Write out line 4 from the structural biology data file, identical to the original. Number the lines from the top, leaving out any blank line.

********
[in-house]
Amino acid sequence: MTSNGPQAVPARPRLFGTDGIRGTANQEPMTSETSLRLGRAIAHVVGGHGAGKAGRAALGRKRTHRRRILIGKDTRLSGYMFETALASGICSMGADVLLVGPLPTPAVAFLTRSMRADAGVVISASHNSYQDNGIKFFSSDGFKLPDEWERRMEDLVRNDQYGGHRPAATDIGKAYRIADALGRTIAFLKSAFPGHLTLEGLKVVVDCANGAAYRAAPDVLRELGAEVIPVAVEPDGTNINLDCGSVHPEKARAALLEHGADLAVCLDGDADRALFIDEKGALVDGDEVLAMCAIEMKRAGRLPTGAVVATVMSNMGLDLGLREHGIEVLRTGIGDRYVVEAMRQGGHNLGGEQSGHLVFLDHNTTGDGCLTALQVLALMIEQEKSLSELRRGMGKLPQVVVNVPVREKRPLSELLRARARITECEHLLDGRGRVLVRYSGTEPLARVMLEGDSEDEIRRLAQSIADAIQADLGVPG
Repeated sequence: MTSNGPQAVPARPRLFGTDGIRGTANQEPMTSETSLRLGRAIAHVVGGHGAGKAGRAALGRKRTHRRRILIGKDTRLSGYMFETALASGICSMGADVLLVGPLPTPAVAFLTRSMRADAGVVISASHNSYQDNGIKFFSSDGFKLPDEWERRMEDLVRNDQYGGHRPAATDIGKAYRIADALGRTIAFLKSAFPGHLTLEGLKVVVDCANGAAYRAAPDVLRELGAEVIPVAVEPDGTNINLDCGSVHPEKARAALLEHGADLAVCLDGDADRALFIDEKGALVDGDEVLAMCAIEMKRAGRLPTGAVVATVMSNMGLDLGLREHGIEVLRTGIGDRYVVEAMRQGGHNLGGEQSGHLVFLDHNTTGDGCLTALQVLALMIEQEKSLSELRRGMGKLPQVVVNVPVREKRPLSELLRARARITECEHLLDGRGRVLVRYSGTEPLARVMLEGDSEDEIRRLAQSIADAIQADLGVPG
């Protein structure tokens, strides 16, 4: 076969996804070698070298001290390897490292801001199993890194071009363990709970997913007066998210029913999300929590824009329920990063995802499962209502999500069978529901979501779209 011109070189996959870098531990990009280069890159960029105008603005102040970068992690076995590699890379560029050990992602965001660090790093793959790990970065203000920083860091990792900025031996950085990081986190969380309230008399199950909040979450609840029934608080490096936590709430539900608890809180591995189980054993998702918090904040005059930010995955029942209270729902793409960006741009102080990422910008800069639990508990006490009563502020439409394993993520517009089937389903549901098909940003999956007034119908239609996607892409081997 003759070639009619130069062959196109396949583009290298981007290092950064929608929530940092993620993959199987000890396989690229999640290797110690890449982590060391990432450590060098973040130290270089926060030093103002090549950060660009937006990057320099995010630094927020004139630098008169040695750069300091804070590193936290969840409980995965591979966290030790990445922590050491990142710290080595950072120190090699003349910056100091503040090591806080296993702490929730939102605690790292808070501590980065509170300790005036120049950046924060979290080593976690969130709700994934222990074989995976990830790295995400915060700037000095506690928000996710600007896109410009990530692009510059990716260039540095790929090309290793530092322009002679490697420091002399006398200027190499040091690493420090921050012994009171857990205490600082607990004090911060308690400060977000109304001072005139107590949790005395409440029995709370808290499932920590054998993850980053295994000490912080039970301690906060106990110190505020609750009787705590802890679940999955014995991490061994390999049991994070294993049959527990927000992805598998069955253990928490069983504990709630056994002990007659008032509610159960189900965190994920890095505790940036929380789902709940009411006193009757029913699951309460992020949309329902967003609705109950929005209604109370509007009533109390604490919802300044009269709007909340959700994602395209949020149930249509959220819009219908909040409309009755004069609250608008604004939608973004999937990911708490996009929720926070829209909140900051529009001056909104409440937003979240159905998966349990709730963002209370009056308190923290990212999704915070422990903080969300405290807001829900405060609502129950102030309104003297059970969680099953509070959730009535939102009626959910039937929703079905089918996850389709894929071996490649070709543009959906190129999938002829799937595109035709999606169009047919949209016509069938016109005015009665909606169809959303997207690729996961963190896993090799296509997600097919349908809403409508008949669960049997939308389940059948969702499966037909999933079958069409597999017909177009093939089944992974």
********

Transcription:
């Protein structure tokens, strides 16, 4: 076969996804070698070298001290390897490292801001199993890194071009363990709970997913007066998210029913999300929590824009329920990063995802499962209502999500069978529901979501779209 011109070189996959870098531990990009280069890159960029105008603005102040970068992690076995590699890379560029050990992602965001660090790093793959790990970065203000920083860091990792900025031996950085990081986190969380309230008399199950909040979450609840029934608080490096936590709430539900608890809180591995189980054993998702918090904040005059930010995955029942209270729902793409960006741009102080990422910008800069639990508990006490009563502020439409394993993520517009089937389903549901098909940003999956007034119908239609996607892409081997 003759070639009619130069062959196109396949583009290298981007290092950064929608929530940092993620993959199987000890396989690229999640290797110690890449982590060391990432450590060098973040130290270089926060030093103002090549950060660009937006990057320099995010630094927020004139630098008169040695750069300091804070590193936290969840409980995965591979966290030790990445922590050491990142710290080595950072120190090699003349910056100091503040090591806080296993702490929730939102605690790292808070501590980065509170300790005036120049950046924060979290080593976690969130709700994934222990074989995976990830790295995400915060700037000095506690928000996710600007896109410009990530692009510059990716260039540095790929090309290793530092322009002679490697420091002399006398200027190499040091690493420090921050012994009171857990205490600082607990004090911060308690400060977000109304001072005139107590949790005395409440029995709370808290499932920590054998993850980053295994000490912080039970301690906060106990110190505020609750009787705590802890679940999955014995991490061994390999049991994070294993049959527990927000992805598998069955253990928490069983504990709630056994002990007659008032509610159960189900965190994920890095505790940036929380789902709940009411006193009757029913699951309460992020949309329902967003609705109950929005209604109370509007009533109390604490919802300044009269709007909340959700994602395209949020149930249509959220819009219908909040409309009755004069609250608008604004939608973004999937990911708490996009929720926070829209909140900051529009001056909104409440937003979240159905998966349990709730963002209370009056308190923290990212999704915070422990903080969300405290807001829900405060609502129950102030309104003297059970969680099953509070959730009535939102009626959910039937929703079905089918996850389709894929071996490649070709543009959906190129999938002829799937595109035709999606169009047919949209016509069938016109005015009665909606169809959303997207690729996961963190896993090799296509997600097919349908809403409508008949669960049997939308389940059948969702499966037909999933079958069409597999017909177009093939089944992974």